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Origins of....Species (Life Sciences)
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nemesis8


In: byrhfunt
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Excellent.

Brilliant Inspired.

Loved it.

Would have suggested Haper & Lee, (one who lives near a laye) but yours is a lot better.

Damn you etc.

PS I quit.
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Grant



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http://www.medicalnewstoday.com/articles/250006.php

I'm sure you all noticed the biggest science story of the year - junk DNA is no longer junk. Apparently, it's just as important as the "real" thing. But no-one here has commented on the fact that this means that the genetic clock, so beloved by biologists, must be bullshit. Their justification for the accuracy of the clock was that junk DNA is not subject to the rigours of Darwinian selection to the same extent as "real" DNA, and that explained the regularity of the clock. But if junk DNA is no more, the genetic clock cannot be reliable. It cannot possibly tick to a fairly regular beat if it's subject to selection pressures.

So all the calculations about when man split from the apes etc can no longer be trusted.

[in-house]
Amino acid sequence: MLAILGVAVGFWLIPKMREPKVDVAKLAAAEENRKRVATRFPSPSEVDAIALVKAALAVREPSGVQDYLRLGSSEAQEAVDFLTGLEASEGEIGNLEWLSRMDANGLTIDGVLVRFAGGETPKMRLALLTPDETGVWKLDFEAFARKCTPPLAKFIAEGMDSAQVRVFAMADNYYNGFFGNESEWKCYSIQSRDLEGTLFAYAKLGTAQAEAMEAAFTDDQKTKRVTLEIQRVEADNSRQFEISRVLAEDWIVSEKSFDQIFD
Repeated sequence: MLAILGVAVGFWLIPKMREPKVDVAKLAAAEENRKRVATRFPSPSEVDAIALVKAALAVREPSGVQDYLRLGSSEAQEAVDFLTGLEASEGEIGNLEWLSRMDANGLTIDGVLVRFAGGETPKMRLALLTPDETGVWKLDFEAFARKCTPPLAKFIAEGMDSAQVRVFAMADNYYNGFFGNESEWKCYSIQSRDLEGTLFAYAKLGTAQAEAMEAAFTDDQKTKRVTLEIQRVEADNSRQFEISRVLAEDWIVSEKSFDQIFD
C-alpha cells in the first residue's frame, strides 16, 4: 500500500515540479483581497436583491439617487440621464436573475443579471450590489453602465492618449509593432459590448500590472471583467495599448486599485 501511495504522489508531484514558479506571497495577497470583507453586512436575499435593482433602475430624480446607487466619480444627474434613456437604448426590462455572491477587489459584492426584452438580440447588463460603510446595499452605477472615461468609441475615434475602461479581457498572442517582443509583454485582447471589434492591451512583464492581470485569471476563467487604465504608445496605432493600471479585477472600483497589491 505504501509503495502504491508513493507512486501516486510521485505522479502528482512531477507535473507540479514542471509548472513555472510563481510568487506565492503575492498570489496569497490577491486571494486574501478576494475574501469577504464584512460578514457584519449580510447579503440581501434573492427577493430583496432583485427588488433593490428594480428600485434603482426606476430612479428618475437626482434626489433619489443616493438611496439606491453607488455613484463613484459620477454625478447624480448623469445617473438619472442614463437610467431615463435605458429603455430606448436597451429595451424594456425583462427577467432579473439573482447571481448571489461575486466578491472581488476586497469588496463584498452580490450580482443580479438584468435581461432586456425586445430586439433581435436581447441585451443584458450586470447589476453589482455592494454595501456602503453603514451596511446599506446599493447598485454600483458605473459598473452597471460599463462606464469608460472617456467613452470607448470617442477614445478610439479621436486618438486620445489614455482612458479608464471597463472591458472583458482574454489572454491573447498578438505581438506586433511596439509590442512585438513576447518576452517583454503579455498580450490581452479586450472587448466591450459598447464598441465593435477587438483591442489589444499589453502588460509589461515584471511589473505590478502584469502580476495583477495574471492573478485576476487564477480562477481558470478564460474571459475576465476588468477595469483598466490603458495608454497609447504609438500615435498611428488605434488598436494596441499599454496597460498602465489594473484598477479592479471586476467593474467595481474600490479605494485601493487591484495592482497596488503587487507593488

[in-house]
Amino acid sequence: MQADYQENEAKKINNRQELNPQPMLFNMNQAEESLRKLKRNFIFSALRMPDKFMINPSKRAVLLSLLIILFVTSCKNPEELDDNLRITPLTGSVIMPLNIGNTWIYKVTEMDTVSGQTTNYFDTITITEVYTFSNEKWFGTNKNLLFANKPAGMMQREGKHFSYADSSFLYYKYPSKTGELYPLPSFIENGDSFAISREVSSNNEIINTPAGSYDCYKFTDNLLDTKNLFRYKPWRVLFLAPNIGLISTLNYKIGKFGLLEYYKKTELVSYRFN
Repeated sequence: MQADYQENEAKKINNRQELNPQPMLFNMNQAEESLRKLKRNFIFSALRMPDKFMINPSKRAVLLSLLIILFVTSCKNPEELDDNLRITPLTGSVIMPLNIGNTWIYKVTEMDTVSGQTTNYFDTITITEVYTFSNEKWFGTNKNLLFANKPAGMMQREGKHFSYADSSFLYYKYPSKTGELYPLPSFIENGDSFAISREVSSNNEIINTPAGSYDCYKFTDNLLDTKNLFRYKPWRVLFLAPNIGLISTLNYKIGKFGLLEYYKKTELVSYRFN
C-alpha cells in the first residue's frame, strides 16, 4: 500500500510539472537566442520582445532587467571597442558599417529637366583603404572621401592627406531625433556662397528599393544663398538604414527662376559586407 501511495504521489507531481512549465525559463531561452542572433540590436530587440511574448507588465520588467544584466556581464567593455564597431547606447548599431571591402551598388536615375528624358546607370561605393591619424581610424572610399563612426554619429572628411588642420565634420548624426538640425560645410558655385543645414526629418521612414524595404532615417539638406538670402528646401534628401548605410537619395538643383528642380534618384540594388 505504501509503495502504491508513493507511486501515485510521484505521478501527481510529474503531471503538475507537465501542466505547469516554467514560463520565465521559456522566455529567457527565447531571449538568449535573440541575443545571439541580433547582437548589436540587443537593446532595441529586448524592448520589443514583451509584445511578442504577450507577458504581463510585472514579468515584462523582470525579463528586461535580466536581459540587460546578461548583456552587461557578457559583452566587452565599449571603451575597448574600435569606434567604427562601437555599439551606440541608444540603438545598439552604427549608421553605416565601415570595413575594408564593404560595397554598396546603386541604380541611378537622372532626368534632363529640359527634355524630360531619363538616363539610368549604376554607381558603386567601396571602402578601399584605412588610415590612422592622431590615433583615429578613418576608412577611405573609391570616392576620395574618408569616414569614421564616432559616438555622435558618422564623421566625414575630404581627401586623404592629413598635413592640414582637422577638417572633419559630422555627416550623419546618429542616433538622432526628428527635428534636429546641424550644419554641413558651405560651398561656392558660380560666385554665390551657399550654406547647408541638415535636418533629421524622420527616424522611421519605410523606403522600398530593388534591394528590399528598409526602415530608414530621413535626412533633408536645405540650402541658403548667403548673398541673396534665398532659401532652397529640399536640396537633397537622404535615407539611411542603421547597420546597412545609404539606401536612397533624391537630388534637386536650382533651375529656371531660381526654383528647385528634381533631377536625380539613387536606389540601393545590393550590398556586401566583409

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Grant



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http://www.medicalnewstoday.com/articles/250006.php

Why has no-one commented on the biggest news story this year? Either the genetic clock doesn't work or Darwinism has been debunked. Why?

Some scientists are saying that junk DNA doesn't exist. Now junk DNA was essential for an accurate genetic clock. DNA which changes regularly enough to be used for dating cannot be subject to selection pressures because selection pressures normally prevent change. (In the past it was postulated that as 90% of DNA was pointless it changed at a regular rate, thus justifying the genetic clock.)

If we try to hold on to the clock we have to assume that regular change is due to something other than Darwinian selection.
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Mick Harper
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In: London
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You're forgetting that the whole theory was just back-of-the-envelope stuff to start with. What happened was that the biological clock theory came along and in order to get a hearing they used the existing time-frame (ie palaeoanthropology) as their hypothetical rate. (You can't check the genes of fossils at this level,)

But of course the palaeoanthropologists were highly desirous of a 'scientific' underpinning for their own theories (based mainly on strata theory and peer review) so they seized on the biological clock.